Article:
The story concentrates on Albert’s continuing distress concerning his pronounced stammer and the lengthy working relationship he had with an eccentric speech therapist, Lionel Logue, who was engaged to help him with his disorder. The film concludes in a triumphant, feel-good manner in 1939 when Albert, now King George VI, manages successfully to deliver a radio speech to the country when war was declared with Germany. Although the film begins in 1925 with Albert delivering a brief, but disturbingly stuttering, address at the British Empire Exhibition at Wembley Stadium, most of the film’s action concentrates on the five-year period between 1934 and 1939.

What makes the film interesting as a narrative are the three parallel and interwoven narrative threads that run through the film.
  1. The Speech Therapy. The main thread is the Albert’s personal struggle to overcome his stammer and the mortification that it induced. In a sense this thread is a metaphor for Albert’s development into a person fit to rule an empire.
  2. Historical Developments. There were interesting developments during this five-year period, including the death of Albert’s father (King George V), the ascension to the throne and then abdication of Albert’s older brother (King Edward VIII and after abdication, the Duke of Windsor), and the threatening rise of Hitler and the Nazis in Germany.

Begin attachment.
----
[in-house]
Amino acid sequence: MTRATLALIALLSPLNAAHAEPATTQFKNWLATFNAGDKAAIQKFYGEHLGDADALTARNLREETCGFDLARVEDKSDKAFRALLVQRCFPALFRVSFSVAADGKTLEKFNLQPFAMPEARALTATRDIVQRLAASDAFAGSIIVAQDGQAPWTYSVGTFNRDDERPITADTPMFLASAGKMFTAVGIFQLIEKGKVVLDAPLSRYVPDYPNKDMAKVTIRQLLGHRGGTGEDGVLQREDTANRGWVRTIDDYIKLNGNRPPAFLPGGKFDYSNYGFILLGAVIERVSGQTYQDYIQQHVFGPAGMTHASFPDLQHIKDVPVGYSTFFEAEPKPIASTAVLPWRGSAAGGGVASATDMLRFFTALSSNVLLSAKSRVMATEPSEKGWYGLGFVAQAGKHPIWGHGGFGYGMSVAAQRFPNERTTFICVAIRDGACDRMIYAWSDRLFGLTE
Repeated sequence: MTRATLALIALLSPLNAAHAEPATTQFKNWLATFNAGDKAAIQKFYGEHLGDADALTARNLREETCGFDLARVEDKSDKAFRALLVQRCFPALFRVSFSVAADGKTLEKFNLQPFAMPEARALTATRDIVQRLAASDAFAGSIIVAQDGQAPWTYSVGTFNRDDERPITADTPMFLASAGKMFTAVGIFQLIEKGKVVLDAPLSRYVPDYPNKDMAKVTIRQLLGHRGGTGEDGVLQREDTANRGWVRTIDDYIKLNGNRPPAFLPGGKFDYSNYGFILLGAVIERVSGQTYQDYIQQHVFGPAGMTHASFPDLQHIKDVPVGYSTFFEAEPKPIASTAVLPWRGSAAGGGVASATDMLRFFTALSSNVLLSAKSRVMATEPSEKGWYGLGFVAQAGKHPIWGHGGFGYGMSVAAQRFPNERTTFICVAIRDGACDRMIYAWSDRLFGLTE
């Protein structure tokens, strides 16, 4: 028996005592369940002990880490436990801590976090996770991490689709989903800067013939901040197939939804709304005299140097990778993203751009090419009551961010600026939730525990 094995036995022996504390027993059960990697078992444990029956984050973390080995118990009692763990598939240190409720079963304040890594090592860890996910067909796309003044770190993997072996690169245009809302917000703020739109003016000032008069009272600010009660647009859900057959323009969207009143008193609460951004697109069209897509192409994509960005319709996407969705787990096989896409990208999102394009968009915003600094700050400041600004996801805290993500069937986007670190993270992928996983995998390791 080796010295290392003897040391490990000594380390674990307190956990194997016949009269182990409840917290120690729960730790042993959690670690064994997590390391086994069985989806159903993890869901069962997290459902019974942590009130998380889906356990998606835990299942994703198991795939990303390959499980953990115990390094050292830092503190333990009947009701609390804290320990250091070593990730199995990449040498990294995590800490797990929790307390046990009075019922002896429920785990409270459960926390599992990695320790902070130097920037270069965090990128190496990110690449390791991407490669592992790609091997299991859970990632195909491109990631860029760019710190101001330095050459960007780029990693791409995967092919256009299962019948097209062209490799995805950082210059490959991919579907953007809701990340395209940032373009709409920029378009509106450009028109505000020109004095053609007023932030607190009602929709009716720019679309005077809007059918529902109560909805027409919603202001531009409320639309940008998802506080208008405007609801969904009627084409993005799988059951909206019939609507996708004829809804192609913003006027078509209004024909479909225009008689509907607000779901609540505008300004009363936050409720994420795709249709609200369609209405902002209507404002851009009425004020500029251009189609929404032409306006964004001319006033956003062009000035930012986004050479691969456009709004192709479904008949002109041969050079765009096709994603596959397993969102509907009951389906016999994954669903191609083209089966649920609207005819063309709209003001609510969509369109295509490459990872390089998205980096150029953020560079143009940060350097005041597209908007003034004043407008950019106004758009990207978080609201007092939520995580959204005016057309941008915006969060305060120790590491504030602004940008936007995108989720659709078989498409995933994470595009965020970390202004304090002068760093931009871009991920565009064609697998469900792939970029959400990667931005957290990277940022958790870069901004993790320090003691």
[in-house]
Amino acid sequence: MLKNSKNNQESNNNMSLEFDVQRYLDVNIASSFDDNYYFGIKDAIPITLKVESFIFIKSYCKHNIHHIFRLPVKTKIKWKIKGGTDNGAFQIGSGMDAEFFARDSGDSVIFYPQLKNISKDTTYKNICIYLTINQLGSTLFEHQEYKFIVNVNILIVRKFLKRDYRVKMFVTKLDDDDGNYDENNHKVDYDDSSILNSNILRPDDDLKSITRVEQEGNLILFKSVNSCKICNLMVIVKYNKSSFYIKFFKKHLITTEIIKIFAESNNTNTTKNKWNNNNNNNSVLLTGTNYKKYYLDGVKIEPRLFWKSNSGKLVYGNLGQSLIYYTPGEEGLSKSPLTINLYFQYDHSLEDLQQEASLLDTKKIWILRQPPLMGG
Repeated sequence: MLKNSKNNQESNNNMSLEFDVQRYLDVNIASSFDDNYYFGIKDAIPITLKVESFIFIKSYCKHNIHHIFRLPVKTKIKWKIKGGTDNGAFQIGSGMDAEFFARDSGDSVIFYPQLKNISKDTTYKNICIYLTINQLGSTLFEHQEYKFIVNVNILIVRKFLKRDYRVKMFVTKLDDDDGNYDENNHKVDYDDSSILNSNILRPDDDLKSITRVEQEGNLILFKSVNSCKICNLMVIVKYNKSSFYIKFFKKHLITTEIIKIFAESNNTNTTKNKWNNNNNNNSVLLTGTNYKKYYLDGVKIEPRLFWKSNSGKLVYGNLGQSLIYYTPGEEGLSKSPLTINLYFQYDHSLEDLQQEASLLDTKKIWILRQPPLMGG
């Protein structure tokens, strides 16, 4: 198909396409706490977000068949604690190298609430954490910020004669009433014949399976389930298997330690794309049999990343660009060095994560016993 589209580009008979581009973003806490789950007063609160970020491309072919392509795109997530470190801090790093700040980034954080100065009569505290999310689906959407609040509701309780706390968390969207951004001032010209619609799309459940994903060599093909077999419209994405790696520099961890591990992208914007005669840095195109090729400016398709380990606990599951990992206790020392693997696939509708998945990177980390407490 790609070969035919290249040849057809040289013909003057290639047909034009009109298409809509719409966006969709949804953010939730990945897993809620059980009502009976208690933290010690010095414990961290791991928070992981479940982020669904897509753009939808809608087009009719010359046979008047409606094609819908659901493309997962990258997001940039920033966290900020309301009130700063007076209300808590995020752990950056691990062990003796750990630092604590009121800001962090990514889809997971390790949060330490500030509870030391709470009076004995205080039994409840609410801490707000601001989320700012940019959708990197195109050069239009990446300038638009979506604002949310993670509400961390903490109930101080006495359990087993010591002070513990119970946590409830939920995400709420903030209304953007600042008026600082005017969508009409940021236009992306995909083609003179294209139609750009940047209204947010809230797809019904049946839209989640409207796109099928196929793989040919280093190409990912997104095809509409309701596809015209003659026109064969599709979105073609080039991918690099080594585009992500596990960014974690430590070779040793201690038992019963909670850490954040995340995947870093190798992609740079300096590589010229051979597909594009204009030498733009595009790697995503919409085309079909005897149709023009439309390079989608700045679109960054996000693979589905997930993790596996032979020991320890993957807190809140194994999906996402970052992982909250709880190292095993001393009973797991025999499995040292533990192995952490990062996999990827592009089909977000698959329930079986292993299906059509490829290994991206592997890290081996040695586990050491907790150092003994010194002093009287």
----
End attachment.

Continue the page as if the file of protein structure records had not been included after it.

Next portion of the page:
3. Relationship with Logue. A third narrative thread is the developing relationship between Albert and his speech therapist, Lionel Logue. Logue was a commoner from Australia, and the evident contrast between the down-to-earth Aussie bloke and his royal patron and their ensuing gradual rapport elevates the Logue character to a lead role.
This adds up to interesting material, and the three narrative threads have considerable potential to reflect upon and amplify each other. But the film falls short of greatness due to a number of drawbacks. I will briefly list them by category.